This question is a little harder to answer than you think it might be.  No one likes being abused.  We don’t like being treated as if we are an ENEMY.  We don’t enjoy it when we are treated as if we are HATED.  We don’t like being CURSED at, or disrespected.  Like I said, no one does.  There have been people in my own life who I thought treated me unfairly, and my first thought was to just stay away from them.  I did not want to be around them.  They made me feel bad, they made me angry, and I felt much better when I was not around them.

The original question was much longer, with lots more detail.  I chose my words carefully in the above statement because it seems to fit the original question.  Notice I have put three words in capital letters…ENEMY, HATED, and CURSED.  I did that because scripture addresses these three things with the proper attitudes and actions we should have.

In Matthew 5:44, we have the words of the Lord Jesus Christ Himself, “But I say unto you, Love your enemies, bless them that curse you, do good to them that hate you, and pray for them which despitefully use you, and persecute you.  LOVE, BLESS, DO GOOD, and PRAY.  Is this easy to do?  No, it’s not easy at all.  However, as believers on the Lord Jesus, we do not have to rely on our own power or ability.  Philippians 4:13 gives us great assurance that, “I can do all things through Christ which strengtheneth me.”  You CAN love your enemy.  You CAN bless them that curse you.  You CAN do good to them that hate you.  You CAN pray for those who use and persecute you.  Through Christ, you CAN do these things.  We can also be assured that the Lord will never tell us to do something that is impossible for us to do.  “Through Christ.”  He is our great source of strength to show His love to all people, even, and especially, to those who mistreat us.

Through Christ, we can look beyond our own frustration and discomfort and reach out to the offenders and show them the love of Christ.  If we choose to just stay away from them, we might be less stressed, but we have missed the opportunity to show them the love of our savior.  Christ has left us the perfect example of how to behave in such situations.  Let’s look at the behavior of our savior in 1 Peter 2:22-24, “Who did no sin, neither was guile found in his mouth: Who, when he was reviled, reviled not again; when he suffered, he threatened not; but committed himself to him that judgeth righteously: Who his own self bare our sins in his own body on the tree, that we, being dead to sins, should live unto righteousness: by whose stripes ye were healed.”  The Lord Jesus certainly had the power to inflict great vengeance upon those who mistreated Him.  He did not though.  He ‘committed himself’ or gave His cause over to the One who will one day judge in righteousness.  In His life on earth, the Lord pronounced some dreadful woes and criticisms upon the hypocrites and unrepentant sinners of His day.  Yet, when it came to personal suffering that He received at the hands of men, He never uttered one aggravated or threatening word.  Rather, He loved them.  Consider His cry from the cross in Luke 23:34, “And Jesus said, Father, forgive them, for they know not what they do.”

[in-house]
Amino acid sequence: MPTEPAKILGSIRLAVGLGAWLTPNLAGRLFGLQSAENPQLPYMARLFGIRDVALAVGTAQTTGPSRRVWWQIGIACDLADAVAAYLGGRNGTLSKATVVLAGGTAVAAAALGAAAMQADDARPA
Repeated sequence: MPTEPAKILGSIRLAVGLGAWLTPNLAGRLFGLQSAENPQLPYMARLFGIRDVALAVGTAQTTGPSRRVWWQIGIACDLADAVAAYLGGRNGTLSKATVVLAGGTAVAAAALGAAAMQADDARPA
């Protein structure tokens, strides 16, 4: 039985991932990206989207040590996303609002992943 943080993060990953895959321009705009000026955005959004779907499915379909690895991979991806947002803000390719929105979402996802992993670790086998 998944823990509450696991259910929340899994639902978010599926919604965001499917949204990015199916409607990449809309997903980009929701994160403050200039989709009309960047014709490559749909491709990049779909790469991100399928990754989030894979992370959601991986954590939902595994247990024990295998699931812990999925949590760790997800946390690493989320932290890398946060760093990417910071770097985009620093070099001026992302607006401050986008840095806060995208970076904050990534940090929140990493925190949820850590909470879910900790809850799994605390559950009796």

I realize this answer goes far beyond the answer.  The enquirer did not indicate that he ever reacted in a violent of vengeful manner.  But, we absolutely need to exhibit the love of Christ before others, and especially before those who treat us unfairly and disrespectfully.  We are told to LOVE them in spite of their behavior towards us, even as Christ loved us in spite of our behavior towards Him.  1 Peter 4:8 says, “…charity (love) shall cover the multitude of sins.”  . This means that kind feelings towards others makes us more tolerant in respect to their faults and failings. (207.5)